Washed Out Floods In

Washed Out

With one glance outside, it looked a lot like Washed Out would be washing in, but as the evening rolled around, the weather pulled a classic “never-ending summer of 2013” and cleared up in time for the concert, which realistically, wouldn’t have made much of a difference anyway.

The show was at Fortune Sound Club, an intimate indoor venue tucked away in East Vancouver, which mean that the visibility of the night sky was pretty irrelevant. However, it turns out that it was precisely the intimacy of the club that night that ended up giving us little hope of seeing much more than the ceiling of the venue itself.

It was crowded.

To say the turnout was a success would be like saying Pulp Fiction was a decent movie. It was as though Washed Out had sold every single one of their tickets (they had), and then invited a hundred of their closest friends whose girlfriends had then invited another fifty of their friends… Each.

We were jam-packed like sardines in a vacuum bag, for some it became immediately evident that Washed Out has quite the amount of impossibly tall fans sporting intense limb spans.

That being said, it took me about half the show to catch enough glimpses of the stage to figure out that the soothing cacophony of sound washing over me was partially being played on acoustic instruments. The bassist had, at some point, unbeknownst to me, pulled out a massive stand-up bass and was grooving along with upbeat riffs that vibrated the room, while Ernest Greene himself had whipped out an acoustic guitar and was accompanying his echoed vocals with the air of somebody who had gotten completely lost in the excellence of the moment. Quite frankly, we all were.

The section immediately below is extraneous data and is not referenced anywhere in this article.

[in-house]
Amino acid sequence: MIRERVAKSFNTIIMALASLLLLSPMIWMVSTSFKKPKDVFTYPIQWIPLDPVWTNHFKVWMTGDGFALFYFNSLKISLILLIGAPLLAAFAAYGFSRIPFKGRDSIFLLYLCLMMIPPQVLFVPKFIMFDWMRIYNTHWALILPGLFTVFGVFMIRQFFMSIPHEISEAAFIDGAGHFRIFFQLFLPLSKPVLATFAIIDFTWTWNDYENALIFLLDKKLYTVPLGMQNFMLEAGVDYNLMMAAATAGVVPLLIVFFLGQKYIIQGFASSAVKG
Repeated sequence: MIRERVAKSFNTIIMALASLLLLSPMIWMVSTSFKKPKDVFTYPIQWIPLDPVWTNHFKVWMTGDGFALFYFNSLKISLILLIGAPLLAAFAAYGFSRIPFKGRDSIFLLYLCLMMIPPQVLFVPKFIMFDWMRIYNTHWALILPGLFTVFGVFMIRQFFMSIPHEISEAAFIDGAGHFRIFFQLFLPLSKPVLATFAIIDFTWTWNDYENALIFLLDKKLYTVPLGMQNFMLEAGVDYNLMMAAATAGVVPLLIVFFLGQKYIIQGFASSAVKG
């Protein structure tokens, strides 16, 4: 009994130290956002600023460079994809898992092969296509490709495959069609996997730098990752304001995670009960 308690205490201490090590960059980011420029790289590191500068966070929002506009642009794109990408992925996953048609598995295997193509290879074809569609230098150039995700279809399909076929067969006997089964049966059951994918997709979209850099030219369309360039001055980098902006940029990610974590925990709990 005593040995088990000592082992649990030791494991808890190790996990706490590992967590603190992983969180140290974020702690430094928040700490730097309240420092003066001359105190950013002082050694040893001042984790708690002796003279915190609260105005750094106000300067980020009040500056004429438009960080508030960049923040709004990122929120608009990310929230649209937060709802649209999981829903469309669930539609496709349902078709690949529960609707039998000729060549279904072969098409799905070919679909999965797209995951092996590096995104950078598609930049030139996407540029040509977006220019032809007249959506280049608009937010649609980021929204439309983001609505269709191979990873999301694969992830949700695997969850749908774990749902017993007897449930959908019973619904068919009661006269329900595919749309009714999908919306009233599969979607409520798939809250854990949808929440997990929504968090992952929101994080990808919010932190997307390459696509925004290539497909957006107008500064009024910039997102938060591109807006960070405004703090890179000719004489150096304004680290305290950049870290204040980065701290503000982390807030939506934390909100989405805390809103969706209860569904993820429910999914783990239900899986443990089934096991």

The undeniably enveloping music of Washed Out is hearty and passionate enough that even when played through dollar store speakers it’ll get even the most stone-faced business man bobbing his head. Needless to say, hearing them live in a room full of ecstatic fans… it quickly became lanky limbs and elbows everywhere as we all tried to groove along harmoniously in an ocean of happy people.

They started out the night by playing almost all of the singles from Greene’s second EP Life of Leisure, one of which being the hit single Feel It All Around (also featured as the opening theme of the sketch comedy television series Portlandia). As the night went on, fans began to filter out as they were overwhelmed by the crowd, their emotions, or a combination of those two plus a catalyst of some sort, but the ones that stuck behind were rewarded by not only the sudden ability to breath, but a stellar encore that got everybody amped up on the sheer feeling of being alive and fortunate enough to have caught a Washed Out concert.

Eventually, the night had to come to an end, and the band left the stage to thunderous applause despite the room being suddenly half empty. As the majority of the remaining crowd poured out into the streets of Vancouver to seize life and then drown it in pints, the band poked their heads out and humbly began taking down their own equipment and homemade stage set.

To look at the members of the band (which for this tour also included Ernest Greene’s wife, Blair Greene) it’s hard to believe that these kids next door are capable of pumping out the music that has been classed as such a huge part of the chillwave movement, but if you listen to any of the Washed Out albums, you get a pretty good idea of what it’s all about.

Greene’s music is built of layers upon layers of electronically influenced tones that, when played all together, create great rolling waves of harmonious sound; with a little bit of pulsing and a whole lot of vocal harmonies, these tones practically scream out or gently remind you of good times on the beach.

It makes the kind of music that makes you wish you were sitting in the back of a cruising convertible with all of your best friends. It’s the sort of music that makes you want to let your hair down, forget to wash it for a month, and then chop it all off because you couldn’t care less. It’s good-time music to share with good friends, and if for some ridiculous reason you don’t enjoy either of those things, I am still convinced that if you see Washed Out live, you’ll love every second of it anyway.